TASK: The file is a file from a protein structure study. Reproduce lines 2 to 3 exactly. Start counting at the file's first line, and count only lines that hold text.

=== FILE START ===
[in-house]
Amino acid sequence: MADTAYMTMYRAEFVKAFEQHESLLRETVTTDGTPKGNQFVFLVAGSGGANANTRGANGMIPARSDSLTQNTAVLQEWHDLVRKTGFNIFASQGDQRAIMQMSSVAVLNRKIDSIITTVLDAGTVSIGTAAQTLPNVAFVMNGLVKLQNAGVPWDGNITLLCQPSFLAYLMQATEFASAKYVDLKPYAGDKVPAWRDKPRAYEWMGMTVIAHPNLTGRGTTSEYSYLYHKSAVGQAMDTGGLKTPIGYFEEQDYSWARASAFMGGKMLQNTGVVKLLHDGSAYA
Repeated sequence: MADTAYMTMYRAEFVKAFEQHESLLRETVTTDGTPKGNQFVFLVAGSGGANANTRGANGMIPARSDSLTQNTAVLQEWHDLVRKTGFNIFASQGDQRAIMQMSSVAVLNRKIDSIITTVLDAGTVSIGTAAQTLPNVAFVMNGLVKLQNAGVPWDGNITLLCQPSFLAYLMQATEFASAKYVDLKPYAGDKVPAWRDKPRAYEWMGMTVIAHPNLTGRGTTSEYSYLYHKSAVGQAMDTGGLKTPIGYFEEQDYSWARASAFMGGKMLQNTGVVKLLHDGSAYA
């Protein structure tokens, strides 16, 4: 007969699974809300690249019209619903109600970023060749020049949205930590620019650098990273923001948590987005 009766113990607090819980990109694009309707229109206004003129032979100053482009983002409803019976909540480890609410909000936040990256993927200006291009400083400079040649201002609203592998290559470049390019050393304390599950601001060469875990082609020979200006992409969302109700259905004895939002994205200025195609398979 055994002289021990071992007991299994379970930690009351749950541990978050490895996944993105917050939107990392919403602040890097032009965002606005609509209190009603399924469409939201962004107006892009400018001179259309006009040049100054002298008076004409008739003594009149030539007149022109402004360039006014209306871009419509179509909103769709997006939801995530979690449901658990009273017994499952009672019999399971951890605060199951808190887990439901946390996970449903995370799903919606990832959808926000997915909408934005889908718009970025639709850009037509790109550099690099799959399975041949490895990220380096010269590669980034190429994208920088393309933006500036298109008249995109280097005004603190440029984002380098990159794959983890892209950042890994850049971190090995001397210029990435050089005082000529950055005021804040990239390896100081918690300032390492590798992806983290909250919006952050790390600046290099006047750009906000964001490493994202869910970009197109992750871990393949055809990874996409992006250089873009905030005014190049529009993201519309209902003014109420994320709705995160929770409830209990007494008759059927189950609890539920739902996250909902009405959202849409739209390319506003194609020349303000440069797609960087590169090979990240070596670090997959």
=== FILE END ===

Amino acid sequence: MADTAYMTMYRAEFVKAFEQHESLLRETVTTDGTPKGNQFVFLVAGSGGANANTRGANGMIPARSDSLTQNTAVLQEWHDLVRKTGFNIFASQGDQRAIMQMSSVAVLNRKIDSIITTVLDAGTVSIGTAAQTLPNVAFVMNGLVKLQNAGVPWDGNITLLCQPSFLAYLMQATEFASAKYVDLKPYAGDKVPAWRDKPRAYEWMGMTVIAHPNLTGRGTTSEYSYLYHKSAVGQAMDTGGLKTPIGYFEEQDYSWARASAFMGGKMLQNTGVVKLLHDGSAYA
Repeated sequence: MADTAYMTMYRAEFVKAFEQHESLLRETVTTDGTPKGNQFVFLVAGSGGANANTRGANGMIPARSDSLTQNTAVLQEWHDLVRKTGFNIFASQGDQRAIMQMSSVAVLNRKIDSIITTVLDAGTVSIGTAAQTLPNVAFVMNGLVKLQNAGVPWDGNITLLCQPSFLAYLMQATEFASAKYVDLKPYAGDKVPAWRDKPRAYEWMGMTVIAHPNLTGRGTTSEYSYLYHKSAVGQAMDTGGLKTPIGYFEEQDYSWARASAFMGGKMLQNTGVVKLLHDGSAYA